Conferences this early in the year are focused on the strategy for the year ahead, the business plan, sales plan and marketing plan. How do you ensure the execution mirrors the plan developed?

The event brief for this week’s sales conference was just that, “ How do our sales teams create a sales plan that will see them hit their goals for the coming year?”.

Well, it’s not the sales plan, or in fact any plan that’s needs to be created in a way that can be achieved. It has a lot more to do with how “you” will achieve it. And that’s the part we all miss.

It’s one thing having a strategy that covers all required objectives and assumed challenges that have the potential to impact the success of the plan. However, actually executing the plan is the greater challenge as it is generally ourselves that stand in the way of a success.

As an adventurer that runs wilderness mountain ranges that span entire nations, I have to do a huge amount of planning for a project that can last for several months. There is so much that can go wrong and a plan is essential to make sure it all goes right. However even with all the planning in the world, I nearly lost my life because I was standing in the way of the plan.

It was when I set the record of being the first person to run New Zealand’s Te Araroa Trail, a 3,054km mountain wilderness trail , that travelled end to end of both islands. I had been warned repeatedly about a particular section that was always known for its horrific weather conditions and virtually no emergency access of any kind.  Highlighted by a number of experienced mountain guides found perished in these dangerous parts.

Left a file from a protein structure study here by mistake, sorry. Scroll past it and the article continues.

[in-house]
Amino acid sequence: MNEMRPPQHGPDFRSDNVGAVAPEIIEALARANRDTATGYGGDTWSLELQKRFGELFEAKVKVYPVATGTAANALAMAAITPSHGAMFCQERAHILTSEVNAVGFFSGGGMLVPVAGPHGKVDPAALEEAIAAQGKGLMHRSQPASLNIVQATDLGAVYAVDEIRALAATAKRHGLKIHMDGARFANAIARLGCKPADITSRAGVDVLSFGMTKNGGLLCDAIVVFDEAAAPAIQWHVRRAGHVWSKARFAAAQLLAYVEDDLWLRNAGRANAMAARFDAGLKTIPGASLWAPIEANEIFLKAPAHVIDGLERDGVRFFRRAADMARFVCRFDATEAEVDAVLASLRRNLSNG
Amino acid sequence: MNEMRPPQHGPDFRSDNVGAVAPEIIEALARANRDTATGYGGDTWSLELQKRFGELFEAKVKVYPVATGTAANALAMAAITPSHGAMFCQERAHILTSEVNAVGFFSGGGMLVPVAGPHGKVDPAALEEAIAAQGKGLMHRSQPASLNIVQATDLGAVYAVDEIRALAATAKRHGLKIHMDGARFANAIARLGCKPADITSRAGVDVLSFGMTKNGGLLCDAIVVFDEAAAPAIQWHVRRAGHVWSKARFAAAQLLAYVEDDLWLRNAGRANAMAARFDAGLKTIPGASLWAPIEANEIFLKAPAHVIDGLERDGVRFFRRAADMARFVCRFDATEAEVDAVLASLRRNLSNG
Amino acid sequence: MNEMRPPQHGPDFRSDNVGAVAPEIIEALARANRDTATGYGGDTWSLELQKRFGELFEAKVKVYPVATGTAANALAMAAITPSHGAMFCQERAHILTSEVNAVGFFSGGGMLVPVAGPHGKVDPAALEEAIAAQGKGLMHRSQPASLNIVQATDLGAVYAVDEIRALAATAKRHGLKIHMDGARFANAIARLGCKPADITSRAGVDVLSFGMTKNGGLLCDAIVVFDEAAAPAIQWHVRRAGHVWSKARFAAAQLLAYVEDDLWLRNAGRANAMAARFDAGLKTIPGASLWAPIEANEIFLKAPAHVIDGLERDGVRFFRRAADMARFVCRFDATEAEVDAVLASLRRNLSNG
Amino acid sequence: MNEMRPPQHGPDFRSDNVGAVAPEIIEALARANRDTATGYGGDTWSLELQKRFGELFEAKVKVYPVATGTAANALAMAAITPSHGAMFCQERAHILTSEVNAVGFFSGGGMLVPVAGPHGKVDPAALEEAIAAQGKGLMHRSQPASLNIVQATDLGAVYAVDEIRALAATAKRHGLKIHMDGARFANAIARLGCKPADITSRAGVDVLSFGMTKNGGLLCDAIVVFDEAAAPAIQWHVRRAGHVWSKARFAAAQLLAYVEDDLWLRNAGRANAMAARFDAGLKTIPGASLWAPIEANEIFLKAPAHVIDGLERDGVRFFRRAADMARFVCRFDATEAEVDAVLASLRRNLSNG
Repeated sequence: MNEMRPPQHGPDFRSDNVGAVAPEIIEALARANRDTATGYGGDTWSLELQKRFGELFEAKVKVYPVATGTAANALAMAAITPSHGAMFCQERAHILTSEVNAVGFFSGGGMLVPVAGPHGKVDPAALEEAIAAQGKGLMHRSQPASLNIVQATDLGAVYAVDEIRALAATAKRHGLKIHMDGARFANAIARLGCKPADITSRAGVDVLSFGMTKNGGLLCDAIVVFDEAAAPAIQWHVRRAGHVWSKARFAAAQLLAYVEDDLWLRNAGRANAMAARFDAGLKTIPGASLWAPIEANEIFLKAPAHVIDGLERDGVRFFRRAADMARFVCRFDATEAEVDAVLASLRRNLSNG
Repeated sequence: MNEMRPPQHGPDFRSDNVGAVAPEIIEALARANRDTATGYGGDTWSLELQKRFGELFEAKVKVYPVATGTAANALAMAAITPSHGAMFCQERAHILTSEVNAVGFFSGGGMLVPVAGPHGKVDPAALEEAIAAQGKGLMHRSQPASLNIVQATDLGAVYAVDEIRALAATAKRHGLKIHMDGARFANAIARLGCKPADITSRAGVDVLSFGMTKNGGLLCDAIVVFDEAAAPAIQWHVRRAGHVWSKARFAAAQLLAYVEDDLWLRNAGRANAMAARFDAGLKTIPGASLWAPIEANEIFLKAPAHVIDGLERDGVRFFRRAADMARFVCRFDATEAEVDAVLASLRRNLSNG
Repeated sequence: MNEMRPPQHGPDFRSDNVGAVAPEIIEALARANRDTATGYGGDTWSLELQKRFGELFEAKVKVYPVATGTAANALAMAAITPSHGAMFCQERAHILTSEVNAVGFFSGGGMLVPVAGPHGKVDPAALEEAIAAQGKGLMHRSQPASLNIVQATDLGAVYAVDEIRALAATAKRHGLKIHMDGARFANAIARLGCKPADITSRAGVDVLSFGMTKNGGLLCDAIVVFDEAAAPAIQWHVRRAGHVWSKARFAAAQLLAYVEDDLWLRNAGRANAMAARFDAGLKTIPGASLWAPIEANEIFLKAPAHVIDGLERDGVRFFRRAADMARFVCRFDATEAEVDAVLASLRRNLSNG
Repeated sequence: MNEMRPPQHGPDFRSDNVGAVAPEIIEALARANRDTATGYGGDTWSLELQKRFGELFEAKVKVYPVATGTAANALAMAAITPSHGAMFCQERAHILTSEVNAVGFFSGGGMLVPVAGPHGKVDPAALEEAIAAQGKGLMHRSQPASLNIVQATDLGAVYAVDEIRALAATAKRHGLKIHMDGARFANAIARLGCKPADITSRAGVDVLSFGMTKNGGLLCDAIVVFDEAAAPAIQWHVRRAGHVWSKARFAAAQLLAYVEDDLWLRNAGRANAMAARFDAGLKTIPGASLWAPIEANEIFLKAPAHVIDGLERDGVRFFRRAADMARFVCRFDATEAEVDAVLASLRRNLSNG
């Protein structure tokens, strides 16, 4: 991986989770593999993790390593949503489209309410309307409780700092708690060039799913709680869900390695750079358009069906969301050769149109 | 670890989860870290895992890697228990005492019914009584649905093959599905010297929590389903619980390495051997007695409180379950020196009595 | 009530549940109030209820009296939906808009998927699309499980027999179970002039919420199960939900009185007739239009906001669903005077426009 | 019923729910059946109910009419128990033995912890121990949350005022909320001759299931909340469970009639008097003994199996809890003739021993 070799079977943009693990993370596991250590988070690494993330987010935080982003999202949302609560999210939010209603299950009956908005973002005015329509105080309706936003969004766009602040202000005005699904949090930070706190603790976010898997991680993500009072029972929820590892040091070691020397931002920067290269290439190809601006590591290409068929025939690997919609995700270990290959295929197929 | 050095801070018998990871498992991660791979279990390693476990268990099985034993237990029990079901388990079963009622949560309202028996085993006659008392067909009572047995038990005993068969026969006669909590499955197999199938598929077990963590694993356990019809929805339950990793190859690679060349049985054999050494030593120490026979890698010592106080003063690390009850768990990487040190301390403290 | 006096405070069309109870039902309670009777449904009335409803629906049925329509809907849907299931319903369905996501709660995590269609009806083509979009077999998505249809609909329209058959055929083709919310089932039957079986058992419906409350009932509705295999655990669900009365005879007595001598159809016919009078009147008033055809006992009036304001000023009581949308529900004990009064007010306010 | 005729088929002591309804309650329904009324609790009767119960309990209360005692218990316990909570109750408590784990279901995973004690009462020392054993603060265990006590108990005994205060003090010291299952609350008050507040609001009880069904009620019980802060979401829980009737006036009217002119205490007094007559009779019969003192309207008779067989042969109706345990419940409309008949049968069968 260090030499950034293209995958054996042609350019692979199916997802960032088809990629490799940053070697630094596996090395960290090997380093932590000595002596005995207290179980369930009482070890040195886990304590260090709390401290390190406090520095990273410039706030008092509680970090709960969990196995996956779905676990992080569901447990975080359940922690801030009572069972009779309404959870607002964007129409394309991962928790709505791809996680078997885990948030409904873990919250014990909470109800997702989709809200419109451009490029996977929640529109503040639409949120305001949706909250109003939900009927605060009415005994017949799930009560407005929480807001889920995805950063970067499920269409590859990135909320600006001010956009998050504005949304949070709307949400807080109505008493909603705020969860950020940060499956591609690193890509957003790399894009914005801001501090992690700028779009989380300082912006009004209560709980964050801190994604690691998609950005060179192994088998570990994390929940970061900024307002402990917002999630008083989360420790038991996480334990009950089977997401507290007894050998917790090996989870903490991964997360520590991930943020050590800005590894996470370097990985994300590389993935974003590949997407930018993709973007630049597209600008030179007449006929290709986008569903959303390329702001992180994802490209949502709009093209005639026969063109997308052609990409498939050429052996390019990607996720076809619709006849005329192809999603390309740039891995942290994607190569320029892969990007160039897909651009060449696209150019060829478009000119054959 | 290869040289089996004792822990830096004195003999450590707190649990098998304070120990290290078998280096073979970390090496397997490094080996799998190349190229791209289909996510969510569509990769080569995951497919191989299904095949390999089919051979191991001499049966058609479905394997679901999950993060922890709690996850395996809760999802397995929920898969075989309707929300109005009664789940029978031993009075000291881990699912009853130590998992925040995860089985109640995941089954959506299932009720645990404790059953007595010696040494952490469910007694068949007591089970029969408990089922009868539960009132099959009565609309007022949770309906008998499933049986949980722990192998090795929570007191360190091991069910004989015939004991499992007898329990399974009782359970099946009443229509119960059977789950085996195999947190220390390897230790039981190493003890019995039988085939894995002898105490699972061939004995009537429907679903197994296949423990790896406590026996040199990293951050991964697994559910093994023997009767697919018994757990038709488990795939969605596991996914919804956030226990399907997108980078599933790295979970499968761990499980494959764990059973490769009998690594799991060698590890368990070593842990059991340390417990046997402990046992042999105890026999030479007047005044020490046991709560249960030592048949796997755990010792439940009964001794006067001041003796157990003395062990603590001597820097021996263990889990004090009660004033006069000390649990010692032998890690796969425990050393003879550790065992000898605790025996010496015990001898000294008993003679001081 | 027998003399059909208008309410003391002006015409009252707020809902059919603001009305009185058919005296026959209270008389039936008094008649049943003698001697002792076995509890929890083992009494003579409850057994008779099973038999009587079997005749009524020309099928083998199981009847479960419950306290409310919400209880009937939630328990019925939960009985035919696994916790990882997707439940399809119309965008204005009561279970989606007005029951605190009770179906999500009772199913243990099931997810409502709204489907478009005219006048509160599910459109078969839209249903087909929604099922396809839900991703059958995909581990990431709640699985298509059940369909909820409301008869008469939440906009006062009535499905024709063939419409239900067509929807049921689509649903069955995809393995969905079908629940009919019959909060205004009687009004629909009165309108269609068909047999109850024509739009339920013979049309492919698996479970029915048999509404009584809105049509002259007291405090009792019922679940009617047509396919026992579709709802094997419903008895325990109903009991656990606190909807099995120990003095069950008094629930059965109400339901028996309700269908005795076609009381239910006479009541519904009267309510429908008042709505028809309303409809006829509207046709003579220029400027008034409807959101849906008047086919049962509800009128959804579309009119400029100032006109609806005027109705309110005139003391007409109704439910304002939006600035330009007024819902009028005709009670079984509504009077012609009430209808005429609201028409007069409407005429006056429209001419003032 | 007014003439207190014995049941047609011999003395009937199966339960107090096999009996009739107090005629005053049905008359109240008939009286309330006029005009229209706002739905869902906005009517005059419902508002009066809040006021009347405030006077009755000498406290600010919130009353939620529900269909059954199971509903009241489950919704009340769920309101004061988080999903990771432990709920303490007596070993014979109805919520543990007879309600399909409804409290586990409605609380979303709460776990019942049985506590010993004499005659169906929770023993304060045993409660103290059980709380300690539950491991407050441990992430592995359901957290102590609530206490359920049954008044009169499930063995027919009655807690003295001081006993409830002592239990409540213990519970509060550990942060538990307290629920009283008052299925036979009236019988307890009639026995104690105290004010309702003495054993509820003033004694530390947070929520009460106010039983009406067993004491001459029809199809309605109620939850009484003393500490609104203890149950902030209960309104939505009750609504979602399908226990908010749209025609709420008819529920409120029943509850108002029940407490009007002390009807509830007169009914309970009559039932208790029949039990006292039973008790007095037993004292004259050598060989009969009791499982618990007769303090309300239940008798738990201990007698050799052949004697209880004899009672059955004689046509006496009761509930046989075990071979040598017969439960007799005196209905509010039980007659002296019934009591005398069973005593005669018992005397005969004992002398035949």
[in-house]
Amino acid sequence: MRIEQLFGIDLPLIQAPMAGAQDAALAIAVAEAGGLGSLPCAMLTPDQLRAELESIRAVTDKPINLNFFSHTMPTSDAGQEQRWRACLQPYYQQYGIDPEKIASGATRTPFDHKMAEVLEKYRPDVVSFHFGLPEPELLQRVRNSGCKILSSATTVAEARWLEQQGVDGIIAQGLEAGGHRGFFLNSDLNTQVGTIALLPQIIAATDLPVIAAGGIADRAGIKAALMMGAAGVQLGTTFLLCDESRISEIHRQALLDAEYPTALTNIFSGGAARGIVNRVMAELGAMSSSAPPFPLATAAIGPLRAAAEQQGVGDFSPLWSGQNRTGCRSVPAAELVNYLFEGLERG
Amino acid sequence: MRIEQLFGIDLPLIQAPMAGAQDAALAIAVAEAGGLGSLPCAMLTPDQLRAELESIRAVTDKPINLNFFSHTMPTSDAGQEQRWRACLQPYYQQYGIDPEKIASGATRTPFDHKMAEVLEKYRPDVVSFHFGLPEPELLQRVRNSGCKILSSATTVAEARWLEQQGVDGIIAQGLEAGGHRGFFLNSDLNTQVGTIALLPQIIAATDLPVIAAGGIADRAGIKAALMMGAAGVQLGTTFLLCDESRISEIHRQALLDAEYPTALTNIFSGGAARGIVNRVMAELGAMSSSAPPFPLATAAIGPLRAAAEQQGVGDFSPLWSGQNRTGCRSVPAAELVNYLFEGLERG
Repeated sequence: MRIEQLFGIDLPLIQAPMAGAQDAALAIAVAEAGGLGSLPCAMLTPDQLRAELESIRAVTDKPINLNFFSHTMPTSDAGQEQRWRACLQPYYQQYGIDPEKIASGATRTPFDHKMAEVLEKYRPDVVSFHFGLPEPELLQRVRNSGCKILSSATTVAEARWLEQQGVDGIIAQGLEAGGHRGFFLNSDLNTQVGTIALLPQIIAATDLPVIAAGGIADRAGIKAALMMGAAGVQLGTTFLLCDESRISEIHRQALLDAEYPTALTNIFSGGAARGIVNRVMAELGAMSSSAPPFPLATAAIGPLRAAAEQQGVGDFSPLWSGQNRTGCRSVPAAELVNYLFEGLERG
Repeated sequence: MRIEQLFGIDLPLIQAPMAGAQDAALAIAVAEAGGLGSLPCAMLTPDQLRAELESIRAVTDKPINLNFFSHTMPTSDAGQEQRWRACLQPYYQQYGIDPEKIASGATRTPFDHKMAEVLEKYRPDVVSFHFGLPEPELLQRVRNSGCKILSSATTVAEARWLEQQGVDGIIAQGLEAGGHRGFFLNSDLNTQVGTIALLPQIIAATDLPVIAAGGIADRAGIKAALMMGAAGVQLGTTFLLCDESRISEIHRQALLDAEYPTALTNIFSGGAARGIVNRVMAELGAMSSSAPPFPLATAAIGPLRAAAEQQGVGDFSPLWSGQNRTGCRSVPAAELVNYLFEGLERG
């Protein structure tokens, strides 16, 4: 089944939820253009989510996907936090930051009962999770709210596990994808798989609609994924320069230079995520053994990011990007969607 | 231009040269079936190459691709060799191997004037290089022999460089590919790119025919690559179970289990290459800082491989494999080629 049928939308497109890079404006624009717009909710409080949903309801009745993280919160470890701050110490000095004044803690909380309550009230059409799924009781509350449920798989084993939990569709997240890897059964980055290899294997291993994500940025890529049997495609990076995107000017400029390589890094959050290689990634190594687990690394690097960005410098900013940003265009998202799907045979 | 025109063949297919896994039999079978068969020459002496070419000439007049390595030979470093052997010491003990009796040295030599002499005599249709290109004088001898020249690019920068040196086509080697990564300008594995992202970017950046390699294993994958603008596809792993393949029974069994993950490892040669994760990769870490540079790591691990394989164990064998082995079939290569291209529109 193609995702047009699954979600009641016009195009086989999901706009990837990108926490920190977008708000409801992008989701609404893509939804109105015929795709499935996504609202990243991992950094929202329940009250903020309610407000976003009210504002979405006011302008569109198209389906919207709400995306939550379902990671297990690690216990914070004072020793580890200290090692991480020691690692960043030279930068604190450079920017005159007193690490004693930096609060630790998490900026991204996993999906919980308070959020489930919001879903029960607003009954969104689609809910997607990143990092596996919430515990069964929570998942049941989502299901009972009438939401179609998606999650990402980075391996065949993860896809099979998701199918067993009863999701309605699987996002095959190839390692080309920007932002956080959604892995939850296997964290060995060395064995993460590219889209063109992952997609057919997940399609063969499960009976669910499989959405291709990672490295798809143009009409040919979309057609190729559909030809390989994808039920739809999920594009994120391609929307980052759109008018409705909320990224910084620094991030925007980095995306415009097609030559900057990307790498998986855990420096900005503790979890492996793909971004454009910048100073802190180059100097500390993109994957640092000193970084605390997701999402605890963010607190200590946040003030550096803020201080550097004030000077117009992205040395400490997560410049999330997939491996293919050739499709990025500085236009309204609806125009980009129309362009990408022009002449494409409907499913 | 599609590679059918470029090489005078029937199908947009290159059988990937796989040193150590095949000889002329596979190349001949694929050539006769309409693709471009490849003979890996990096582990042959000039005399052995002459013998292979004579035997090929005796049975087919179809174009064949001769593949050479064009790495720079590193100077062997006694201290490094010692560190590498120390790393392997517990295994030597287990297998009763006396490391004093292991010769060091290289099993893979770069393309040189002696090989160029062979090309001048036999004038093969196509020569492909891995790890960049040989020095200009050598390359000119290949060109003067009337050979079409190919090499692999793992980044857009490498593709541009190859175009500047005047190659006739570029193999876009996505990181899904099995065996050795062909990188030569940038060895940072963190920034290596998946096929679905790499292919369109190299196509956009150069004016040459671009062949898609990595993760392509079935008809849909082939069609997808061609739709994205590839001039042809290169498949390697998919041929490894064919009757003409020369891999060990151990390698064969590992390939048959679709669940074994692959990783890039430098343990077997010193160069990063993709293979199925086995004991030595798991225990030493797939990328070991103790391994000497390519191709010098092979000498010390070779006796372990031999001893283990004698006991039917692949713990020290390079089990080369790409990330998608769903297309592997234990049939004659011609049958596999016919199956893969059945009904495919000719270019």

Warnings and plans in place, I made sure I had all the necessary gear to both run and sit out any adverse weather, that the mountains might throw at me. I had emergency gear and GPS devices to make sure I was on track to knock off the 280km section in the three days planned.

However, all that planning was a waste of time. The rain came down sideways, lightning struck and hit all around me and the fog was so thick I couldn’t see my own feet. I started to feel more than a little out of my depth and fearful as to what might happen.

All of a sudden (*&^%$#@%^&*()(^%%FHUH*^^#IJ..........................

I was lying on my back looking up at the thick grey fog above me. Feeling nothing at all. I expected a hand to pop out of the clouds with a deep voice and say “welcome”.

What had happen was that I had tumbled 80 metres down a mountain side, only to be saved by two small rocks that my pack had lodged itself on before a 400m drop off a cliff face.

An accident? No, I was standing in the way of the plan. I hadn’t planned for what happens when I get uncertain, uncomfortable and fearful. My attention was on other things far away from the strategy of getting through these parts safely, and with that a single trip nearly ended horrifically.

Sticking to a plan means we have to have a mental plan for when things are uncertain or it will be “us “ that stops the original plan from happening .

Richard Bowles works in the field of progress. He has an extensive and unique background when it comes to how leaders, their teams and entrepreneurs push through problems, challenges and difficulties to gain and sustain results.

To find out more and to see how Richard may help your business or | @runpreneur